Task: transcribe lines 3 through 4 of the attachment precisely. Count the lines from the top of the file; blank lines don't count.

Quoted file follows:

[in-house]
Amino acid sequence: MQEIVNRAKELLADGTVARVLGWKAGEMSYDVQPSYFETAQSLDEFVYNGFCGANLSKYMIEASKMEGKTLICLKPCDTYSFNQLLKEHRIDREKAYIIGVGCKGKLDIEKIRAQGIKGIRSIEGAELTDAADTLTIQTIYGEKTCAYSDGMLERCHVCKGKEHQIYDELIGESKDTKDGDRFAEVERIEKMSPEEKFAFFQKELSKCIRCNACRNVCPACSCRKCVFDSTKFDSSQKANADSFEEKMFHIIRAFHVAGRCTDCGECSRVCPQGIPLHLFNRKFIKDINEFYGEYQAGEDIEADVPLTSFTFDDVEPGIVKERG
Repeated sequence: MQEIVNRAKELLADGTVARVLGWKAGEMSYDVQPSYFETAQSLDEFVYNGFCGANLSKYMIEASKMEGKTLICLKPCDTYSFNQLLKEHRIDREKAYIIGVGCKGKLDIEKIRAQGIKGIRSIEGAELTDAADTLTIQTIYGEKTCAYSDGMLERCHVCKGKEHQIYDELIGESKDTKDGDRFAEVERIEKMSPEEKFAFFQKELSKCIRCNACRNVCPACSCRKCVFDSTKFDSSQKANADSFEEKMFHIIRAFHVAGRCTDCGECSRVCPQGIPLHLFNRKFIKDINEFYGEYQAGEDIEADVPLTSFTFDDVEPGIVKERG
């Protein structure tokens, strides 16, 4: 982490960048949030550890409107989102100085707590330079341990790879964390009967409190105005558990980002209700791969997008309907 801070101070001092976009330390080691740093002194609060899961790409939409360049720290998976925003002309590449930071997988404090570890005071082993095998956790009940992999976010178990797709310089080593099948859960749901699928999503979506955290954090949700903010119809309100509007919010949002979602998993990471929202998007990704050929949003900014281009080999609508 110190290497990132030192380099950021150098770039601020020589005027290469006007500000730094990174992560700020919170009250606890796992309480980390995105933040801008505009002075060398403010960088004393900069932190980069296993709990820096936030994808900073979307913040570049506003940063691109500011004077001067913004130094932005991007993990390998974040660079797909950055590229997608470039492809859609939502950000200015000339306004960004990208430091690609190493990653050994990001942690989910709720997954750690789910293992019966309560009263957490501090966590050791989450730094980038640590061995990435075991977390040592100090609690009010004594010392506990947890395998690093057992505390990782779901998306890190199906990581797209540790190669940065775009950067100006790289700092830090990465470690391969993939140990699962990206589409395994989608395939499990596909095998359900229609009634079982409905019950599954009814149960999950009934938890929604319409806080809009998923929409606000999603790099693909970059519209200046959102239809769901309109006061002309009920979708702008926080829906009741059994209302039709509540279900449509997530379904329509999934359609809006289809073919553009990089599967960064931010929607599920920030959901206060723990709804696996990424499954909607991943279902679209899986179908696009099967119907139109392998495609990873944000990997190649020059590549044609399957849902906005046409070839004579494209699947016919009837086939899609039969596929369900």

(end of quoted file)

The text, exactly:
Repeated sequence: MQEIVNRAKELLADGTVARVLGWKAGEMSYDVQPSYFETAQSLDEFVYNGFCGANLSKYMIEASKMEGKTLICLKPCDTYSFNQLLKEHRIDREKAYIIGVGCKGKLDIEKIRAQGIKGIRSIEGAELTDAADTLTIQTIYGEKTCAYSDGMLERCHVCKGKEHQIYDELIGESKDTKDGDRFAEVERIEKMSPEEKFAFFQKELSKCIRCNACRNVCPACSCRKCVFDSTKFDSSQKANADSFEEKMFHIIRAFHVAGRCTDCGECSRVCPQGIPLHLFNRKFIKDINEFYGEYQAGEDIEADVPLTSFTFDDVEPGIVKERG
């Protein structure tokens, strides 16, 4: 982490960048949030550890409107989102100085707590330079341990790879964390009967409190105005558990980002209700791969997008309907 801070101070001092976009330390080691740093002194609060899961790409939409360049720290998976925003002309590449930071997988404090570890005071082993095998956790009940992999976010178990797709310089080593099948859960749901699928999503979506955290954090949700903010119809309100509007919010949002979602998993990471929202998007990704050929949003900014281009080999609508 110190290497990132030192380099950021150098770039601020020589005027290469006007500000730094990174992560700020919170009250606890796992309480980390995105933040801008505009002075060398403010960088004393900069932190980069296993709990820096936030994808900073979307913040570049506003940063691109500011004077001067913004130094932005991007993990390998974040660079797909950055590229997608470039492809859609939502950000200015000339306004960004990208430091690609190493990653050994990001942690989910709720997954750690789910293992019966309560009263957490501090966590050791989450730094980038640590061995990435075991977390040592100090609690009010004594010392506990947890395998690093057992505390990782779901998306890190199906990581797209540790190669940065775009950067100006790289700092830090990465470690391969993939140990699962990206589409395994989608395939499990596909095998359900229609009634079982409905019950599954009814149960999950009934938890929604319409806080809009998923929409606000999603790099693909970059519209200046959102239809769901309109006061002309009920979708702008926080829906009741059994209302039709509540279900449509997530379904329509999934359609809006289809073919553009990089599967960064931010929607599920920030959901206060723990709804696996990424499954909607991943279902679209899986179908696009099967119907139109392998495609990873944000990997190649020059590549044609399957849902906005046409070839004579494209699947016919009837086939899609039969596929369900």